The third is the Plat de résistance or main course, which consists of fish or meat, but can also include pasta, rice, or legumes. Next, a selection of cheeses is served between the main course and dessert.


Then, dessert can be something as simple as fruit, to a more elaborate sweet dish. Lastly, you will enjoy a glass of liqueur or coffee.


Having summarized everything we’ve learned on our Paris food tour, let’s take a look at the most distinctive aspects of Italian cuisine.


Italian Gastronomy

Italian cuisine is also extremely varied and rooted in history. Each region of Italy has its own distinctive characteristics, all of which can be sampled on our Rome food tour.


Although Italian dishes are reproduced worldwide, nothing compares to the original article, whose smells and flavors are much more intense in Italy.


Essential ingredients in Italian cuisine are tomatoes, garlic, cheese, olive oil, seafood, and pasta.


Vegetables and fruits play a huge part in Italian cuisine, often grown in the country itself.


Italian fish is very varied, while the meat is traditionally cooked in stews. Italy’s classic sausage, prosciutto (ham), salami and mortadella are very popular.


The country’s cuisine is known for its rice dishes, cheeses, and pasta. Typical pasta formats include lasagna, ravioli, gnocchi, and macaroni, among many others.


Accompanied by delicious sauces, pasta is one of Italy’s main dishes. Risotto is another rice-based Italian classic that can be prepared and flavored with a wide range of herbs.


Like France, Italy has a wide variety of cheeses; the most popular are mozzarella, grana Padano, and Parmigiano Reggiano. Finally, the reputation of Italian pizza and bread precedes it around the world.


Italy is also a great producer of wine and is well known for its products’ high quality and aroma. 


The country’s liqueurs are many and varied; the most classic are Limoncello (made from lemon) and Amaretto (made from almonds), as well as Sambuca, Vermouth, and Grappa.


Coffee is one of the most characteristic beverages of this Mediterranean country. Italy stands out for its intense espresso, but this is just one of many traditional coffees, including some very extravagant versions.


We went over the typical food menu in France, but the dishes in Italy are served a little bit differently. First is the antipasto, or the starter, which usually consists of salads, cold meats, or vegetables.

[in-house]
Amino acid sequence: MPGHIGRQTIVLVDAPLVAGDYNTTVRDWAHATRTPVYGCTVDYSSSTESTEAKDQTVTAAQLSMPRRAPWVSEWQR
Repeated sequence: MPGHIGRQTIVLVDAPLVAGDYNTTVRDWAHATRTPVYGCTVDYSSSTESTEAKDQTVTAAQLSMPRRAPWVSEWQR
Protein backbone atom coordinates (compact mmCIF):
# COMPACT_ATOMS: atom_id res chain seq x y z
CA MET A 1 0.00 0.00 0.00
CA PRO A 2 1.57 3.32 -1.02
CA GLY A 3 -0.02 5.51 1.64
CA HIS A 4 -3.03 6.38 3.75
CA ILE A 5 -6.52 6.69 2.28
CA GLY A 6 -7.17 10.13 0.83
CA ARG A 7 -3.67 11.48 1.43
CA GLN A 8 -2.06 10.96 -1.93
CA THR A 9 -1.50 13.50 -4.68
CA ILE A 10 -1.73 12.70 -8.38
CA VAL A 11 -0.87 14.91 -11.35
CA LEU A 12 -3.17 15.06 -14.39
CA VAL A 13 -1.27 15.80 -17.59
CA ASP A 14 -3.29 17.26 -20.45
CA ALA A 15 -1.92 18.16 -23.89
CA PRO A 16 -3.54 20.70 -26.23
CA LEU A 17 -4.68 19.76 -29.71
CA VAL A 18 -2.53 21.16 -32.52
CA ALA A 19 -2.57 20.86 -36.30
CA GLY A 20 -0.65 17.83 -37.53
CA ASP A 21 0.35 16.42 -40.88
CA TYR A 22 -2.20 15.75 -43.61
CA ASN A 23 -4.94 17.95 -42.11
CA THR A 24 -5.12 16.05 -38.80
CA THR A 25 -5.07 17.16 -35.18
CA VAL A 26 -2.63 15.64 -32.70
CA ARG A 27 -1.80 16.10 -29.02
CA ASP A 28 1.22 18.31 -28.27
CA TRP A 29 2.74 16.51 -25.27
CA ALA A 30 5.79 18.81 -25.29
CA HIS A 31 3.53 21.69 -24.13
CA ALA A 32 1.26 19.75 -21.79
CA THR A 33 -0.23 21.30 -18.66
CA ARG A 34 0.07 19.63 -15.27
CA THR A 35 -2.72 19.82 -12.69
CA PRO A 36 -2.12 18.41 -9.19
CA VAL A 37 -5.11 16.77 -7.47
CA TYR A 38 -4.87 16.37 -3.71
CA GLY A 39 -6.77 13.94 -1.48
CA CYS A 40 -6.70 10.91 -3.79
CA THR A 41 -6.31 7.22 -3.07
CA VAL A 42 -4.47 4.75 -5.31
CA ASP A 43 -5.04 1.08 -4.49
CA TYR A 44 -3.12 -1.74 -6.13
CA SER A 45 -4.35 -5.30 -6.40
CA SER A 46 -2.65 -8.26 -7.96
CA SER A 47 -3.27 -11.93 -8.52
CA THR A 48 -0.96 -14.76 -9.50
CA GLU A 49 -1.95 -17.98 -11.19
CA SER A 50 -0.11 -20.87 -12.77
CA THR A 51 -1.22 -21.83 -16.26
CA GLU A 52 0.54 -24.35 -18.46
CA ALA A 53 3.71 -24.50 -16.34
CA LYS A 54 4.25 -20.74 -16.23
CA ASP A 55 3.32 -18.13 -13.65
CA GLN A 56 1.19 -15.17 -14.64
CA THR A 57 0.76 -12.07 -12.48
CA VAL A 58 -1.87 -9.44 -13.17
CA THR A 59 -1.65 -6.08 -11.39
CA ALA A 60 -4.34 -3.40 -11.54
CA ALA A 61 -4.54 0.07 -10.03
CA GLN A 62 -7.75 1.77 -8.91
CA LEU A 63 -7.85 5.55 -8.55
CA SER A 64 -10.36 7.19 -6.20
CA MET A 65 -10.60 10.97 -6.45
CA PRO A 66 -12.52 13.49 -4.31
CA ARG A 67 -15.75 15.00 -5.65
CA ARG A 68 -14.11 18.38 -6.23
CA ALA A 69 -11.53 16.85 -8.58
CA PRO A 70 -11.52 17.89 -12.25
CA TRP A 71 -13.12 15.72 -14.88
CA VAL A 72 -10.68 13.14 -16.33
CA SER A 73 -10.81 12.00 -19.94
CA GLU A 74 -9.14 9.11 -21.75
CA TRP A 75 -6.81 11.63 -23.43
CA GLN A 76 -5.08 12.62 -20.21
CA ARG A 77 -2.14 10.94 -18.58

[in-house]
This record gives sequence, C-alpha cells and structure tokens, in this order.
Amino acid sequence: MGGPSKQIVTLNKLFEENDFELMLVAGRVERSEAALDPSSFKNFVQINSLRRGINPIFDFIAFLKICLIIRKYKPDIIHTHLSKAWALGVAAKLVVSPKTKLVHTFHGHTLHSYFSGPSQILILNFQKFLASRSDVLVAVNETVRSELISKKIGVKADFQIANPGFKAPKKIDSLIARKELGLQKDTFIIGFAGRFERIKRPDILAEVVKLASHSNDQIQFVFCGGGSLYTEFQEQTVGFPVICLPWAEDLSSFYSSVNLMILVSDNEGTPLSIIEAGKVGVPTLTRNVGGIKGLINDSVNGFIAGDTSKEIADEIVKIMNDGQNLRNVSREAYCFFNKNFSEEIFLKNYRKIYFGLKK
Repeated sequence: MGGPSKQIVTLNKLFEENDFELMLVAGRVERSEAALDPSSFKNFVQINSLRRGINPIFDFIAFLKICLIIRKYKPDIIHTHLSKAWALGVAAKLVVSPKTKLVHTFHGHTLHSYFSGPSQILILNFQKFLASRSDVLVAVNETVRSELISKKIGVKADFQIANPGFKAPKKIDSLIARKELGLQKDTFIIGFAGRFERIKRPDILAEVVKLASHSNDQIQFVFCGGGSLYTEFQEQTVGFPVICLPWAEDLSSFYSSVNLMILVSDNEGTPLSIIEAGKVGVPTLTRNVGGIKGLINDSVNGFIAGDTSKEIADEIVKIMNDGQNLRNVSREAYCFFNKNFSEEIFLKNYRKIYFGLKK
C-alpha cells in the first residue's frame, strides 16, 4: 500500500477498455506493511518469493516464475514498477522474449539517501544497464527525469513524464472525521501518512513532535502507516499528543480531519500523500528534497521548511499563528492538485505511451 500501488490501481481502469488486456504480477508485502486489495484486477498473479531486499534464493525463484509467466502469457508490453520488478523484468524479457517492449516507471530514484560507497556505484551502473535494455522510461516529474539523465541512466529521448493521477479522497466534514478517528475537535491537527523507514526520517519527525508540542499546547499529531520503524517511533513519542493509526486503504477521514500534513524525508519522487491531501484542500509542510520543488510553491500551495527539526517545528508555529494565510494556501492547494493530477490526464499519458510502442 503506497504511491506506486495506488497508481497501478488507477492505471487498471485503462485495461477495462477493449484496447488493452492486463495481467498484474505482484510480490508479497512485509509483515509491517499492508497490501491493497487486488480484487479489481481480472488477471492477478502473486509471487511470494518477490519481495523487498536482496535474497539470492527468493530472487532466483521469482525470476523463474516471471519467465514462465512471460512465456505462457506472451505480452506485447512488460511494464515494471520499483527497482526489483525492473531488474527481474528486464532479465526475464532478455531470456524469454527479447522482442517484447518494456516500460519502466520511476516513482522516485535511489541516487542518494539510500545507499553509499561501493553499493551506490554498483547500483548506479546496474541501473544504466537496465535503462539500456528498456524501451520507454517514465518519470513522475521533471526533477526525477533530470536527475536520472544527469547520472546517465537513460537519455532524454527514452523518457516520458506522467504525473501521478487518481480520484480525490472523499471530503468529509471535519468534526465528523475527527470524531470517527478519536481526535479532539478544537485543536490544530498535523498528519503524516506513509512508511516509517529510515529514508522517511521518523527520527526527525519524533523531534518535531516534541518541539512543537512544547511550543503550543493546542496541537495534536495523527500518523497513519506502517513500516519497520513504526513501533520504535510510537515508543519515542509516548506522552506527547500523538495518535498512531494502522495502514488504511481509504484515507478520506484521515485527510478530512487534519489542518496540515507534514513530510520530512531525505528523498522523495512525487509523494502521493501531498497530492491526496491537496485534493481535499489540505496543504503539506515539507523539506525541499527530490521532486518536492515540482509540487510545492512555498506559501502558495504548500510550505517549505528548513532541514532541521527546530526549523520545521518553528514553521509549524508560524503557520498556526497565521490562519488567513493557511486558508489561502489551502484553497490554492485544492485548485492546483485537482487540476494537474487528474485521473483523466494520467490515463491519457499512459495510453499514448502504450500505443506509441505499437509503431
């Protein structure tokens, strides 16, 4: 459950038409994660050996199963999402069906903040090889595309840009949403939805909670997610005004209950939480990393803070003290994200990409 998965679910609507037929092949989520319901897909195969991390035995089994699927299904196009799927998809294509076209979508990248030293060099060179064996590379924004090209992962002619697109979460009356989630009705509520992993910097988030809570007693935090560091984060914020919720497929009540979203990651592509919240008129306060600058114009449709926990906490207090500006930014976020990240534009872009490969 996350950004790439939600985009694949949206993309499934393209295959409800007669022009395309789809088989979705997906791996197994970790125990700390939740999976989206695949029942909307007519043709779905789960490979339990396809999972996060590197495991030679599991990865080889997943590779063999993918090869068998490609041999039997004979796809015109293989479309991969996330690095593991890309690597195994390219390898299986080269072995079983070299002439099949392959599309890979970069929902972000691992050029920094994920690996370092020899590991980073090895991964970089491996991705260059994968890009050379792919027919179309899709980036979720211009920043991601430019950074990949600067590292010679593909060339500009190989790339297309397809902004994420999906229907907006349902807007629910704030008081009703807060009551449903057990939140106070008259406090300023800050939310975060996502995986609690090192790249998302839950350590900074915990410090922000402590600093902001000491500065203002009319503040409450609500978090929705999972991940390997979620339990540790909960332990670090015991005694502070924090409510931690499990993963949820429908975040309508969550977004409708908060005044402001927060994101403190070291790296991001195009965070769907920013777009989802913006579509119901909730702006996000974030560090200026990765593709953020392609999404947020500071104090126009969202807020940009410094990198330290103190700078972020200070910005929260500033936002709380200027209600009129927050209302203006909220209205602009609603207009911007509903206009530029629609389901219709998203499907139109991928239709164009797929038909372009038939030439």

Il Primo, or the first course, consists of soup or pasta. Then you have Il Secondo, or the main course, which is usually fish or meat. Then there is Il Contorno, a side dish served after the main course and prepared with vegetables or salad.


Lastly, we have Il Dolce, which is dessert – usually ice cream, fruit, or cake. Have you ever tasted a cannoli? They are simply delicious! 



Many similarities exist between French and Italian cuisine, as so do many particularities.


In the end, there are many things about both French and Italian cuisine that make it unique. When you travel to either of these countries, you can certainly expect to be wined and dined. 


Both countries are world-renowned for their food, and to get the most authentic taste, you must go directly to the source. Finding local eateries in France and Italy is the easiest way to taste delicious, authentic food. 


It may be impossible to determine which is better than the other, as each one is enchanting in its own way. Instead of choosing one over the other, let’s simply conclude that both cuisines are excellent, and enjoy them both!

Satyne Julianna Doner

Satyne Julianna Doner is currently a sophomore studying business management in sunny Tampa, Florida. A born bibliophile, she spends most of her free time curled up in a fantasy book or writing her own. When she isn't studying, reading, or writing, she is an avid equestrian and staunch supporter of rehabilitating retired racehorses. She owns one horse, named Hurricane, who keeps her grounded in all her endeavors.